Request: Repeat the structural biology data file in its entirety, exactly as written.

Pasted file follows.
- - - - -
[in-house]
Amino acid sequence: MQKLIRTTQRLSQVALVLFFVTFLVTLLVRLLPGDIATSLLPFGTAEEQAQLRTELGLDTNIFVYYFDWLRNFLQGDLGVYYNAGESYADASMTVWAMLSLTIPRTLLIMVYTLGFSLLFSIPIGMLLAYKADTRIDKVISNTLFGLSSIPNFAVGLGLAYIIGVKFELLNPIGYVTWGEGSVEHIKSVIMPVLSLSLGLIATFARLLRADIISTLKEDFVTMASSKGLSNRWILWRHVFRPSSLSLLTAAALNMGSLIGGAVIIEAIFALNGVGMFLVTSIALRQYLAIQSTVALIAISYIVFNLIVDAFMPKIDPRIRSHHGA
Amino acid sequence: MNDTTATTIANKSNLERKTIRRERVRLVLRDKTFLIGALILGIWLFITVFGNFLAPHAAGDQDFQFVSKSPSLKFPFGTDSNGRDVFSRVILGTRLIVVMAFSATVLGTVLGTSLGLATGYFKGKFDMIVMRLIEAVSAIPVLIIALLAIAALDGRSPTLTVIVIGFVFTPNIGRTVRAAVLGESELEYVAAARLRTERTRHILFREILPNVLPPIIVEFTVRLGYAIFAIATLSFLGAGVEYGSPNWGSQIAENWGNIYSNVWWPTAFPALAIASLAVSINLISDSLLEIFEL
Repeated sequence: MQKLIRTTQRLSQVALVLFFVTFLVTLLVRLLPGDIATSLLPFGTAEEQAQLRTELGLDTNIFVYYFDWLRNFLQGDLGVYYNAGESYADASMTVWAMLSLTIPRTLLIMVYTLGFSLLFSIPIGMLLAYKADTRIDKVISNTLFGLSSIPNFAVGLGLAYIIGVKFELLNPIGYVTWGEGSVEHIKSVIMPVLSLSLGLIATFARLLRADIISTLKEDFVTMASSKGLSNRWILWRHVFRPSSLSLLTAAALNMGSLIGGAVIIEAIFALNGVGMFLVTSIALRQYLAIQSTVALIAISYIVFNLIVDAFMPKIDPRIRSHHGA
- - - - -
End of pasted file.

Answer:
[in-house]
Amino acid sequence: MQKLIRTTQRLSQVALVLFFVTFLVTLLVRLLPGDIATSLLPFGTAEEQAQLRTELGLDTNIFVYYFDWLRNFLQGDLGVYYNAGESYADASMTVWAMLSLTIPRTLLIMVYTLGFSLLFSIPIGMLLAYKADTRIDKVISNTLFGLSSIPNFAVGLGLAYIIGVKFELLNPIGYVTWGEGSVEHIKSVIMPVLSLSLGLIATFARLLRADIISTLKEDFVTMASSKGLSNRWILWRHVFRPSSLSLLTAAALNMGSLIGGAVIIEAIFALNGVGMFLVTSIALRQYLAIQSTVALIAISYIVFNLIVDAFMPKIDPRIRSHHGA
Amino acid sequence: MNDTTATTIANKSNLERKTIRRERVRLVLRDKTFLIGALILGIWLFITVFGNFLAPHAAGDQDFQFVSKSPSLKFPFGTDSNGRDVFSRVILGTRLIVVMAFSATVLGTVLGTSLGLATGYFKGKFDMIVMRLIEAVSAIPVLIIALLAIAALDGRSPTLTVIVIGFVFTPNIGRTVRAAVLGESELEYVAAARLRTERTRHILFREILPNVLPPIIVEFTVRLGYAIFAIATLSFLGAGVEYGSPNWGSQIAENWGNIYSNVWWPTAFPALAIASLAVSINLISDSLLEIFEL
Repeated sequence: MQKLIRTTQRLSQVALVLFFVTFLVTLLVRLLPGDIATSLLPFGTAEEQAQLRTELGLDTNIFVYYFDWLRNFLQGDLGVYYNAGESYADASMTVWAMLSLTIPRTLLIMVYTLGFSLLFSIPIGMLLAYKADTRIDKVISNTLFGLSSIPNFAVGLGLAYIIGVKFELLNPIGYVTWGEGSVEHIKSVIMPVLSLSLGLIATFARLLRADIISTLKEDFVTMASSKGLSNRWILWRHVFRPSSLSLLTAAALNMGSLIGGAVIIEAIFALNGVGMFLVTSIALRQYLAIQSTVALIAISYIVFNLIVDAFMPKIDPRIRSHHGA